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COMMONWEALTH EX REL. ASHFIELD v. CORTES (09/15/67)

decided: September 15, 1967.

COMMONWEALTH EX REL. ASHFIELD, APPELLANT,
v.
CORTES



Appeal from order of County Court of Philadelphia, Sept. T., 1966, No. 13,106, in case of Commonwealth ex rel. Olivia Ashfield v. Justine Cortes.

COUNSEL

John G. Veith, of Community Legal Services, Inc., for appellant.

Edward Stone, with him W. Belskin Ginsburg and Martin P. Mullen, for appellee.

Ervin, P. J., Wright, Watkins, Montgomery, Jacobs, Hoffman, and Spaulding, JJ. Opinion by Spaulding, J. Wright, J., concurs in the result.

Author: Spaulding

[ 210 Pa. Super. Page 517]

This appeal is from the dismissal in the Philadelphia County Court of a habeas corpus petition filed by Olivia Ashfield, appellant, for the custody of her five minor grandchildren.

Appellant, a subject of Great Britain residing in London, England, came to Philadelphia in July 1966 to aid her daughter Justine Cortes, respondent and mother of the children. Respondent also is a subject of Great Britain, but her five children, ranging in age from four to thirteen years, are citizens of the United States. They reside with respondent who has been separated from her husband Victor Cortes since 1961. The husband does not claim custody of the children and appeared as a witness on behalf of appellant.

Appellant's petition alleges, inter alia, that respondent resides with another female and is engaged in open, notorious and unconcealed acts of sexual abnormalities with this person in the presence and with the knowledge of the children. Subsequent allegations recite that this conduct will have an adverse effect upon the children's "normality, behavior and upbringing." The petition in this action to obtain custody of the children further relates that appellant resides with her married son, his wife and three children in a home in London, England, consisting of six large rooms described as sufficient to provide adequate and proper living quarters for the children.

Three hearings were held before the court below. Evidence adduced disclosed that respondent met one Patricia Lake in February 1965. From September 1965, Miss Lake has been living with respondent and her five children. Subsequently, with initial funds provided by Miss Lake, she and respondent jointly acquired title to a house in Philadelphia where Miss Lake, Mrs. Cortes and her five children now reside.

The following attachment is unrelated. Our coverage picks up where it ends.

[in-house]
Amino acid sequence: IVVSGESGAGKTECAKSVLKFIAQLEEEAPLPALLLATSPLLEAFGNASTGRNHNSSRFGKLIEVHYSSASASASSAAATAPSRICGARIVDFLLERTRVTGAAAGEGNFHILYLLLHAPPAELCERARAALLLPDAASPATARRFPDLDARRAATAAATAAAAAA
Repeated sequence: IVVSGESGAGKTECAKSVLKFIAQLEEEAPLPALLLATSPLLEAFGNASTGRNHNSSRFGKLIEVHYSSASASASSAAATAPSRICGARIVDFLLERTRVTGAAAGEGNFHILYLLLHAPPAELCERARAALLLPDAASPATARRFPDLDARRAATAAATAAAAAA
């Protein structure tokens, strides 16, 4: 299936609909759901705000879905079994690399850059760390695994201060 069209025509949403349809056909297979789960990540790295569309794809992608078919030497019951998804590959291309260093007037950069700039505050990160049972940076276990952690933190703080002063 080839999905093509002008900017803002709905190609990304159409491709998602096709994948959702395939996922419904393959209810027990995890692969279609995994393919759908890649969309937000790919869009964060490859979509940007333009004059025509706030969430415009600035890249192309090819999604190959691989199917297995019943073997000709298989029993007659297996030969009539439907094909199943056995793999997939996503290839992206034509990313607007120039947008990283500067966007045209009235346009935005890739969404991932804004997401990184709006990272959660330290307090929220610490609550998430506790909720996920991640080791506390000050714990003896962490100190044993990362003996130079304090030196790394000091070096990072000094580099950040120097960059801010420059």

[ 210 Pa. Super. Page 518]

For about two years Patricia Lake has shared the same home and bed with respondent and has helped to support her family. The entire record suggests an unhealthy relationship in the household which has not been explained, primarily through failure of the trial court to assume responsibility in determining all of the facts concerning appellant's allegations. During 42 pages of testimony in the direct examination of appellant, an alien in an unknown setting, some 35 objections were made by respondent's counsel to questions submitted to appellant, only two of which were overruled. This regrettable circumstance in the proceedings below can only have caused Mrs. Ashfield understandably to question the efficacy of the pursuit of our American brand of justice. In Commonwealth ex rel. McNamee v. Jackson, 183 Pa. Superior Ct. 522, 529, 132 A.2d 396 (1957), reference is made to an observation by the Honorable Horace Stern, retired Chief Justice of the Supreme Court, who decried the excessive use of objections to testimony during trials in Pennsylvania, and told of sitting for days in England while negligence cases were being tried without hearing a single objection to testimony, even when clearly objectionable questions were asked. In the instant case the trial court excluded testimony and offers of correspondence which may well have answered the questions so vital to the welfare of the children.

In reviewing proceedings of custody of children, this court must "consider the testimony and make such order upon the merits of the case . . . as to right and justice shall belong." Act of July 11, 1917, P. L. 817, § 1, 12 P.S. § 1874. The primary and controlling principle to which every court must adhere is the determination as to what is best for the child. Commonwealth ex rel. Children's Aid Society v. Gard, 162 ...


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